Women In STEM — Examining The Inflection Points In STEM Careers
Diana Murgulet, Data Scientist, Viktoriia Oliinyk, Data Scientist, QuantumBlack With contributions from Helen Mullings, Head of People, Rashida Kanchwala, Software Developer and Helen Mayhew, COO, QuantumBlack
Across the world there are promising signs that women are playing a larger role in the STEM workforce. Women now account for more than a third of STEM jobs across a significant number of regions, including Central Asia (48%), Latin American and the Caribbean (45%) and Central and Eastern Europe (39%). Last year UK campaigners celebrated a key milestone in the journey for parity in STEM — for the first time ever, more than one million women were working in core-STEM roles, a rise from 864,000 in 2017. Progress, although slow, is being made.
International Women’s Day offers an opportunity to explore the experiences of our colleagues and discover the various decisions that have shaped their journey along a STEM career path, from school years to later stages in their professional lives. These inflection points have had a decisive influence and examining them could prove hugely informative as we look to motivate more women into STEM careers. To achieve parity, we need to remove serendipity from the equation and create these inflection points more frequently for everyone.
In the first article in this series celebrating International Women’s Day, we asked our colleagues to describe their own experiences — and highlight the decisive career moments that put them on a STEM path.
Rashida Kanchwala, Software Developer
I vividly remember the moment I decided I wanted to code. I was 16, sitting in a computer lab, being applauded by seniors and peers for doing a great job at my final year project. Four years later I was Product Marketing at one of the top tech giants, working in my dream company but not in my dream role. That ‘first job’ euphoria meant that it took me a while to realise that something was amiss. I missed being technical — I missed coding!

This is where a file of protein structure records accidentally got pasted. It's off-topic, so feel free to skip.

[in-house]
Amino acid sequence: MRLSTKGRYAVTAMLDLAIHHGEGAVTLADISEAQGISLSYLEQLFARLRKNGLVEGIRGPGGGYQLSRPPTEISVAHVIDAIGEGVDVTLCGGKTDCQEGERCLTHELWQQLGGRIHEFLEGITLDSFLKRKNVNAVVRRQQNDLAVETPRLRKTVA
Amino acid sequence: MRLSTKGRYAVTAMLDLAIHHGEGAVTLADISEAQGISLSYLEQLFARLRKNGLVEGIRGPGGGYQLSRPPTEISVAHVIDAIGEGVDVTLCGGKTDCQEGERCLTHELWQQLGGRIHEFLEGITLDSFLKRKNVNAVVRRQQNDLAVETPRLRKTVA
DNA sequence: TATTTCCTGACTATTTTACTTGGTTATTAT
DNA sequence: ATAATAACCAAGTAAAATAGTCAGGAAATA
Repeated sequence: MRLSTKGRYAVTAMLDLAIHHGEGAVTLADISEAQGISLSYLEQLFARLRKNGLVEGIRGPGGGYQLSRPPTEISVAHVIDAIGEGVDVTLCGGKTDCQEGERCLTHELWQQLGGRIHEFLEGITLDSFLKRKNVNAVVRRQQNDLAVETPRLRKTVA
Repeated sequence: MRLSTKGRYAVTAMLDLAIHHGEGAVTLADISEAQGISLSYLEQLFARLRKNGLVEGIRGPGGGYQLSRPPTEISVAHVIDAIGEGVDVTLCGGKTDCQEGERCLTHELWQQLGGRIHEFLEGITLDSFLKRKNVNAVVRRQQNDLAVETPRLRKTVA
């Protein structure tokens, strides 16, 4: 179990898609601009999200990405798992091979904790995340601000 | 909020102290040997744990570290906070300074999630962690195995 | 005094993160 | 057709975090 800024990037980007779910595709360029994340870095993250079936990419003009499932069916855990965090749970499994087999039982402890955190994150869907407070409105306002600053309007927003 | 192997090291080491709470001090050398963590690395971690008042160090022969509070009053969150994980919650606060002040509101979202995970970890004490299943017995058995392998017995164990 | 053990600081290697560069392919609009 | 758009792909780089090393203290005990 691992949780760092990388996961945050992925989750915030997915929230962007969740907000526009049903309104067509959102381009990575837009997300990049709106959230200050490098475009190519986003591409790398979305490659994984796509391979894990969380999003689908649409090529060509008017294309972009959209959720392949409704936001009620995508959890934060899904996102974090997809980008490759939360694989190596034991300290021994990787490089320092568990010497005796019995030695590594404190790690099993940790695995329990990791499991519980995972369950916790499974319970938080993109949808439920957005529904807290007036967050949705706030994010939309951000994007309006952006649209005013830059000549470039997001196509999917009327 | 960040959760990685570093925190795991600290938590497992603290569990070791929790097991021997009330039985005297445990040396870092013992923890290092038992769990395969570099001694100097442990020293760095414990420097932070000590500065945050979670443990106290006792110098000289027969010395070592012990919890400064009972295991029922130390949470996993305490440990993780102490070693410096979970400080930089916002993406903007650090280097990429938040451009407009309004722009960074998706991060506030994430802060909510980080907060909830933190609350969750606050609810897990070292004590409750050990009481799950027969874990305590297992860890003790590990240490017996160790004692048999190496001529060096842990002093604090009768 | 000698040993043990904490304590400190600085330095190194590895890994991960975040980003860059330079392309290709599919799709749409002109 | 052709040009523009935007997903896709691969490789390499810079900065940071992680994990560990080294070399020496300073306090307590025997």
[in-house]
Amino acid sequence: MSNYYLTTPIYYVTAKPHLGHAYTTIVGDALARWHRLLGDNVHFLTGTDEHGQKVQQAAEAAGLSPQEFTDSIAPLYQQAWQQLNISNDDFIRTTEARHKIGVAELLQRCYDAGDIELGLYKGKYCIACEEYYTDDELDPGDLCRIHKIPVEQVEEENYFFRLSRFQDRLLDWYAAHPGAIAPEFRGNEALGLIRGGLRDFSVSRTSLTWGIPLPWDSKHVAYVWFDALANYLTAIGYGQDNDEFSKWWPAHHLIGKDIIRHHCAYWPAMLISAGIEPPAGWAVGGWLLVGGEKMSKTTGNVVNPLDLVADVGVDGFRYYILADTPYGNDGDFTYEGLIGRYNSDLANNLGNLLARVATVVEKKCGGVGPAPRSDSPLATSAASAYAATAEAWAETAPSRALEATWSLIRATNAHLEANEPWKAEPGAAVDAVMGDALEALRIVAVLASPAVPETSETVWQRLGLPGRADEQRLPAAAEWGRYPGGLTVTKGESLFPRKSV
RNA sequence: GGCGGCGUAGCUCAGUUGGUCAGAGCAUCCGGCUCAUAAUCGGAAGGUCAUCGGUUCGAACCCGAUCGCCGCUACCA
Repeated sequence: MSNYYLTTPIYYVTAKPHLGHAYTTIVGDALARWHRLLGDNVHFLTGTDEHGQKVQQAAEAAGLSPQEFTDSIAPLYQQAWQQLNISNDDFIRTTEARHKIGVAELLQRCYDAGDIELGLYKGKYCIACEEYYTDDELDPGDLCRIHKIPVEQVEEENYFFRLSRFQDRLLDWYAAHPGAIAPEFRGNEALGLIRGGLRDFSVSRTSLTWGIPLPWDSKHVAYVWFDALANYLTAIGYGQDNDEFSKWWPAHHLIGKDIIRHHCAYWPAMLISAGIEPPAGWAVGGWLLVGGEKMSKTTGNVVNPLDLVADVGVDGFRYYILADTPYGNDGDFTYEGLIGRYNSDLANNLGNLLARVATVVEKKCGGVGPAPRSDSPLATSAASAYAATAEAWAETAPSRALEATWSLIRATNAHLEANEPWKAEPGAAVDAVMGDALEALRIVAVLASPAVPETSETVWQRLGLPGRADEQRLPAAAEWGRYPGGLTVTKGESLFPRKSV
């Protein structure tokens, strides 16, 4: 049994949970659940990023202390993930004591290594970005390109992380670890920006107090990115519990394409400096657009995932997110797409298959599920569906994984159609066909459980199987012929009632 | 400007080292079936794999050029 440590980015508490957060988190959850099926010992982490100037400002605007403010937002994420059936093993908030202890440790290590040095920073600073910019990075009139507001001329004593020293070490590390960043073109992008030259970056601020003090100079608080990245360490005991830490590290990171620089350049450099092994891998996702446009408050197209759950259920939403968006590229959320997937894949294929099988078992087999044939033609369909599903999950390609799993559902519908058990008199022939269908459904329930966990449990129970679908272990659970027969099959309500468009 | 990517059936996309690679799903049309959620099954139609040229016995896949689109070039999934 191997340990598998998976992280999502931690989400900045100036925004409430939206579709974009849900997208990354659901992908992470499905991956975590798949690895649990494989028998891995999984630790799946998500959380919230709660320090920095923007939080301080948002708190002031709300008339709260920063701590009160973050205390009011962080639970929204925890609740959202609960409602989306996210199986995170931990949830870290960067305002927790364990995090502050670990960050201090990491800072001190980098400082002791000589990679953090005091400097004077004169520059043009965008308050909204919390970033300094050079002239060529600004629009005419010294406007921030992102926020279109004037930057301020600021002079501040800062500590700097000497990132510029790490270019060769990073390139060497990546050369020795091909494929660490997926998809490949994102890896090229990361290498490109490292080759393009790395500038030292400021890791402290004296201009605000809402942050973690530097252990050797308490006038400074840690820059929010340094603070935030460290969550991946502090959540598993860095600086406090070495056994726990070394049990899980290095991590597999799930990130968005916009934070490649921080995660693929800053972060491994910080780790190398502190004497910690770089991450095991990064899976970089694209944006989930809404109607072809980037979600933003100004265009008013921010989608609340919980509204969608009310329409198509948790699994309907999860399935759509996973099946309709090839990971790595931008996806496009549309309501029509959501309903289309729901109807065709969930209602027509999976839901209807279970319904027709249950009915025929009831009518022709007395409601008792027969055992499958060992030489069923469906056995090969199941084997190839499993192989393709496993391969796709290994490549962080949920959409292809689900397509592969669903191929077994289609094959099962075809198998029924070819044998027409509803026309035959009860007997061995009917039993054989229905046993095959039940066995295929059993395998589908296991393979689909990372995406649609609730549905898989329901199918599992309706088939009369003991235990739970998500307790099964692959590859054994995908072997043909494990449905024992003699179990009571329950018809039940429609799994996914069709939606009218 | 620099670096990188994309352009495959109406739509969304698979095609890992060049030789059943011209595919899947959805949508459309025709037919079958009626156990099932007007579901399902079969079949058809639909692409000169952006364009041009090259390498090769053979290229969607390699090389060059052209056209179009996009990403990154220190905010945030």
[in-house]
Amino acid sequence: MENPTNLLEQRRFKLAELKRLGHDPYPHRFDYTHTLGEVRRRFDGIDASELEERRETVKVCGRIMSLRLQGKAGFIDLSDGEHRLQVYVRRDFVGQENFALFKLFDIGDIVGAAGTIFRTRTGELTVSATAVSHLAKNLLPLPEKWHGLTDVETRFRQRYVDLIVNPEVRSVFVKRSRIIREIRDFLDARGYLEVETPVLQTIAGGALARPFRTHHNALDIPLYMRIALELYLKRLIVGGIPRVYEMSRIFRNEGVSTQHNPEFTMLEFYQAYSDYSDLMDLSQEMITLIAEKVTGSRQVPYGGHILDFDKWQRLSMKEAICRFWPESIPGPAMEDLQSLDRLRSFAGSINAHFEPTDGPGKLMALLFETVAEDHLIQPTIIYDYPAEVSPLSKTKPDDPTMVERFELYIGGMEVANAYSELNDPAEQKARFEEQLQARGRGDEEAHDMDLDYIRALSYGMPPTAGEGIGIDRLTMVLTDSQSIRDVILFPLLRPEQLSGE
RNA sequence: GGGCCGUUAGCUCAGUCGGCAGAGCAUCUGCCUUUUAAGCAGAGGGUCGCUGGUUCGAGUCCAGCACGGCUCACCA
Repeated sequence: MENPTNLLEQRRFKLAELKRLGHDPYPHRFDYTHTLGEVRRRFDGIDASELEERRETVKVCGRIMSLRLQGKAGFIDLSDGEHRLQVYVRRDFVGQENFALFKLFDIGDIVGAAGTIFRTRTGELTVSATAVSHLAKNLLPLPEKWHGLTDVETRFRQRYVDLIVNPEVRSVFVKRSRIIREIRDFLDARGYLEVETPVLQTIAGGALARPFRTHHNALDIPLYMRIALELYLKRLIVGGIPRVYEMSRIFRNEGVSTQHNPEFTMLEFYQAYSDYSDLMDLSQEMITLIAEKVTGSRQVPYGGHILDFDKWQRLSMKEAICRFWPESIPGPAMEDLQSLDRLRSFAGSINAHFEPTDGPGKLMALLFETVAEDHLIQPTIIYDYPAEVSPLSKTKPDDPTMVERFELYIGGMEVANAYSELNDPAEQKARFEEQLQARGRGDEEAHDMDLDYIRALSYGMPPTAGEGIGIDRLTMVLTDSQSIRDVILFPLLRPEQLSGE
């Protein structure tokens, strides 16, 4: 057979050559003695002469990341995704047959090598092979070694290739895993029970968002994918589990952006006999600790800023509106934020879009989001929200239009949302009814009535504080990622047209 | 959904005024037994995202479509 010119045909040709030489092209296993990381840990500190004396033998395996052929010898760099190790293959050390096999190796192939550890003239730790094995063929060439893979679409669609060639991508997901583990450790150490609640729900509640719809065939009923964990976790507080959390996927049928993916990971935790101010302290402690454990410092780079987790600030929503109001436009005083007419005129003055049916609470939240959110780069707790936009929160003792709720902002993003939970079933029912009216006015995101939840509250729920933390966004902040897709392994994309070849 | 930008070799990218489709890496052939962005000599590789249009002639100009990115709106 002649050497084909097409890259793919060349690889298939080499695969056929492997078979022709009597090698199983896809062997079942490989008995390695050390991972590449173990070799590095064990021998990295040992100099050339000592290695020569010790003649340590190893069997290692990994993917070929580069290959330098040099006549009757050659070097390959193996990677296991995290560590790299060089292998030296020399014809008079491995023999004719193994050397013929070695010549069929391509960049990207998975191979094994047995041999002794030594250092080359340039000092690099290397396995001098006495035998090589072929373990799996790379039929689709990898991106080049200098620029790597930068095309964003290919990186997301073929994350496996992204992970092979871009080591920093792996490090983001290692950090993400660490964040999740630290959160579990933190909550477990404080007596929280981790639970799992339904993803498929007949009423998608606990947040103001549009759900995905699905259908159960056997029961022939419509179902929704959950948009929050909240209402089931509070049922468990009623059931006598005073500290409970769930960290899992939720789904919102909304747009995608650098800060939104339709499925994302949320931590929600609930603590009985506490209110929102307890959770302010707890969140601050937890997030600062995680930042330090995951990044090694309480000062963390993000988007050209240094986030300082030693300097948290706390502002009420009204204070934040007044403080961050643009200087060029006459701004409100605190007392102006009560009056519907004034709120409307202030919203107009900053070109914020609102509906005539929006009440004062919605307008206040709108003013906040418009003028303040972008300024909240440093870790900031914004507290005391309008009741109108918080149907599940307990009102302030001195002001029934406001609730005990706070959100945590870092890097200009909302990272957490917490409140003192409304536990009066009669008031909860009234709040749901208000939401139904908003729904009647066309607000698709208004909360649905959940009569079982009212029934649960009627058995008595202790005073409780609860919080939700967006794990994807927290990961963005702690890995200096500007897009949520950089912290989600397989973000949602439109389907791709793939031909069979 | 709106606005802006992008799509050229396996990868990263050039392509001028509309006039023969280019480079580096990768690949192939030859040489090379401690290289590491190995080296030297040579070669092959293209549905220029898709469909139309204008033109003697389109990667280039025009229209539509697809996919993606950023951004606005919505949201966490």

I was looking for new opportunities and eventually joined QuantumBlack as a Business Intelligence Developer, a more technical role than my previous one. The day after I was hired, I found out that I was expecting my first child.
I was extremely nervous on how I would manage having a family and progressing at work. I was just about to make a fresh start as a developer and didn’t want a career break. Luckily, with an extremely supportive workplace and a caring family, I was able to remain and thrive in a job I really liked.
Despite this, I still missed being a full-time coder. So while expecting my second baby, I decided to use my maternity leave to pursue my passion for coding, enrolling in software courses. Since returning from maternity leave, I have smoothly transitioned from BI developer to software developer.
Many women I know had to take a step back or left work completely upon entering motherhood. I’m thankful that in my case I had the opportunity to actively propel my career back into STEM, the area that I’m most passionate about.
Helen Mullings, Head of People
I studied Chemical Engineering at university but soon after graduating realised that hands-on engineering did not interest me. I joined the oil industry in the supply-trading function, where I enjoyed eight years of interesting, challenging work until the arrival of my first child when it became clear that this ‘man’s world’ was not ready to adapt to the needs of a new mother.
Angry and frustrated, I left STEM and joined McKinsey in a business role. However, I soon was drawn back to serving clients in chemicals, energy and mining. Eventually my second child came along and I started looking for other options that didn’t have such high travel demands. Throughout my progression to more senior roles, I’d particularly enjoyed coaching and mentoring colleagues and so made a radical pivot into people development and HR, discovering a new passion and set of skills. Fifteen years later, I was offered the chance to lead the People team at QuantumBlack, a dream job and a fantastic opportunity to once again work alongside technically minded people and enable their career success. I still love science and technology and do suffer faint job envy when I see colleagues doing what I always wanted to do — applying their amazing technical skills to drive impact on the world. In another life, I would have been a data scientist!